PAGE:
[development] Design Flaws in Drupal Caching System

Geoff Staples geoff at radioleft.com
Wed Jul 26 04:34:00 UTC 2006

Here's another cache problem:

Take a look at this site:


In the upper left is a "What's on now" block. I created this by using in 
the block to display the correct info based on current time. But, when I 
turn on the cache, whatever show was on at the time the cache was turned 
on stays there forever.

It occurs to me that individual blocks, pages should have a lifetime 
parameter so that they can expire as needed for things to run properly. 
Theoretically, that means you could set the lifetime on a particular 
page or block to "0" and that page or block would never get cached.

Here's another possibility: How about setting a block to "Don't Cache". 
Then the actual code for that block would be stored in the cached page 
and would therefore execute when the cached page is displayed. In my 
KRXA example, the entire page would be cached. But, the "What's on now 
code" would be inserted into the cached page so it would execute when 
the page is displayed.

I understand that this would make the caching less efficient. But, it 
would also allow the caching to be used and still allow some dynamic 
page content.

Note that on the KRXA site, there's also a weather module. Caching 
freezes this as well.


Alex Markley wrote:
> Hey all!
> I'm sure most of you are busy with other stuff, but I thought I'd make
> some noise about this issue because it represents a potentially serious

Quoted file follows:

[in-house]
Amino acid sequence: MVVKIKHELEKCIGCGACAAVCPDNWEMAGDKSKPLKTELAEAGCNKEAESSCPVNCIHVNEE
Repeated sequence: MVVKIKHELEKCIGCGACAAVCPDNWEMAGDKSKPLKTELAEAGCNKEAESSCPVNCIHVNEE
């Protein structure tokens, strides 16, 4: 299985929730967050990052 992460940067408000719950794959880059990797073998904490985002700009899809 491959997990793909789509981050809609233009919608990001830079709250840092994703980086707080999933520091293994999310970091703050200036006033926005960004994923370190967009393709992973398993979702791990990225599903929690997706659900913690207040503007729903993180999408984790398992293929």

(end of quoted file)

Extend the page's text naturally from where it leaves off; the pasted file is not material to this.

> design flaw in the caching system.
> My original, scatter-brained report is here: http://drupal.org/node/75186
> I'm not terribly familiar with the caching system as it is, and I know
> there are other discussions going on about improving it. Thus, I'm not
> interested in trying to "tell people like it is" or stepping on anybody's
> toes. I'm just trying to bring up an issue that I know exists and have
> confirmed to be a problem in 4.7.2.
> Specifically, while Drupal does a really great job of caching all pages
> generated by anonymous requests, it does a really, really crappy job of
> clearing them.
> Unless I'm mistaken, I don't see any maximum lifetime for cache entries,
> which I believe to be design flaw number one. Even if that maximum
> lifetime is over a month, it still protects Drupal-powered sites from
> serving year-old stale/invalid content to anonymous users.
> Design flaw number two is that many content updates don't clear any cache
> entries, resulting in bad/stale content being served to anonymous users:
> ==> Example: At the moment, admin/node operations immediately result in
> stale content because they don't trigger any cache deletions.
> ==> Example: User profile updates immediately result in stale content
> because they don't trigger any cache deletions.
> Design flaw number three (my favorite one) has to be the complete and
> utter lack of an intelligent cache clearing mechanism.
> For example, why in the name of heaven does node_save do a
> cache_clear_all(); ?! It should be calling a hook that allows interested
> modules to clear cache entries that they created! That would prevent good
> cache entries from being deleted and ensure that old cache entries are
> deleted on the spot.
> I guess my beef is that irresponsible modules are failing to clear cache
> entries when they are rendered invalid, and hacks like calling
> cache_clear_all(); from node_save() are short-sighted at best.
> This problem is bad enough to make me seriously consider the sanity of
> enabling the cache on my site at all, since anonymous users are my primary
> audience.
> Feel free to disagree.
> ttyl
> --Alex Markley (Malex)
> http://MalexMedia.Net/

Geoff Staples

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